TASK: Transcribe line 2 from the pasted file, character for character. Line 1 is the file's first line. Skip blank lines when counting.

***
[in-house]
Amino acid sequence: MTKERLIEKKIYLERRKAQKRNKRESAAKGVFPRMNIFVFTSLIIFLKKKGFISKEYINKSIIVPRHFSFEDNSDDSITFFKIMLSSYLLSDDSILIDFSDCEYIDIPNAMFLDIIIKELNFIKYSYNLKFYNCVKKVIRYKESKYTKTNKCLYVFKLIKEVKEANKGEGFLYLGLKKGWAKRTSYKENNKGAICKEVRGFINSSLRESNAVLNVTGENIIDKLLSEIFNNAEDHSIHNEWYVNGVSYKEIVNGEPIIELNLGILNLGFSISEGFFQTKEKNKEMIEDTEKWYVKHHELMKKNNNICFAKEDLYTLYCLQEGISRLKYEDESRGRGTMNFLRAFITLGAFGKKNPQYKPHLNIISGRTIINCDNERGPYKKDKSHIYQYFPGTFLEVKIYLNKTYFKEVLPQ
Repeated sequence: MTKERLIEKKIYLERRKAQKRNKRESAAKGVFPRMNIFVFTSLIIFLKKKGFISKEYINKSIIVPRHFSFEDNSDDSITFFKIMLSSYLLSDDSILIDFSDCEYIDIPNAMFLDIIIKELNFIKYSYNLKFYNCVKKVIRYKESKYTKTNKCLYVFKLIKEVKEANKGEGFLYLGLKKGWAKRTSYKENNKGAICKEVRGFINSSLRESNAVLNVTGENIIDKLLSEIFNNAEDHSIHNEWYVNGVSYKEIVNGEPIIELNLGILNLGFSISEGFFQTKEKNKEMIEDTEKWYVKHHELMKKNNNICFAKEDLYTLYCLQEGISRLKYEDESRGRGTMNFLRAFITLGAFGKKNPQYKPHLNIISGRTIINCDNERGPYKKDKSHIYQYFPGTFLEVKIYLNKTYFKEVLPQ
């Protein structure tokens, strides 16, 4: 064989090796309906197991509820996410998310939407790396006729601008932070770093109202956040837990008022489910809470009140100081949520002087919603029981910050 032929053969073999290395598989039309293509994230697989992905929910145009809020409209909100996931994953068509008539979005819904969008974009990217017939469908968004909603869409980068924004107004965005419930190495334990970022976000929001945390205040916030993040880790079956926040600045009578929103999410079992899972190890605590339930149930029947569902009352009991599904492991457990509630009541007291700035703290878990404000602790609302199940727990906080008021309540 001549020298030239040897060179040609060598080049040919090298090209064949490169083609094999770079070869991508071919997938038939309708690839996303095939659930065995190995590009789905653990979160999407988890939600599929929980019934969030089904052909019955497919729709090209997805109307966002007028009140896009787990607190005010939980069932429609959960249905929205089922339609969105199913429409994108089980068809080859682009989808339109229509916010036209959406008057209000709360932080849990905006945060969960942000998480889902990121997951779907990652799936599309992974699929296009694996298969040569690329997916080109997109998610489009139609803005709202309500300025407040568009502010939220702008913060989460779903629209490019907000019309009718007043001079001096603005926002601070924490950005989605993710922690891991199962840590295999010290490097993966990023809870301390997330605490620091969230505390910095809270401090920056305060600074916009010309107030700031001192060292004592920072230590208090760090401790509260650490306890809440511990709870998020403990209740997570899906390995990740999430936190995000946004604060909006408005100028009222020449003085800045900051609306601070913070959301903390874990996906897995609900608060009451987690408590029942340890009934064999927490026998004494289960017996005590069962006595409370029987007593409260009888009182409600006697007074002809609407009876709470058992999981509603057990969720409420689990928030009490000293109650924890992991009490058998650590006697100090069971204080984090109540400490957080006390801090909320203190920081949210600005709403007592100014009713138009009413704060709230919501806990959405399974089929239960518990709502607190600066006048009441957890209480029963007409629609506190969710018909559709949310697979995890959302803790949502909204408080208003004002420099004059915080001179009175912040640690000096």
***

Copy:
Amino acid sequence: MTKERLIEKKIYLERRKAQKRNKRESAAKGVFPRMNIFVFTSLIIFLKKKGFISKEYINKSIIVPRHFSFEDNSDDSITFFKIMLSSYLLSDDSILIDFSDCEYIDIPNAMFLDIIIKELNFIKYSYNLKFYNCVKKVIRYKESKYTKTNKCLYVFKLIKEVKEANKGEGFLYLGLKKGWAKRTSYKENNKGAICKEVRGFINSSLRESNAVLNVTGENIIDKLLSEIFNNAEDHSIHNEWYVNGVSYKEIVNGEPIIELNLGILNLGFSISEGFFQTKEKNKEMIEDTEKWYVKHHELMKKNNNICFAKEDLYTLYCLQEGISRLKYEDESRGRGTMNFLRAFITLGAFGKKNPQYKPHLNIISGRTIINCDNERGPYKKDKSHIYQYFPGTFLEVKIYLNKTYFKEVLPQ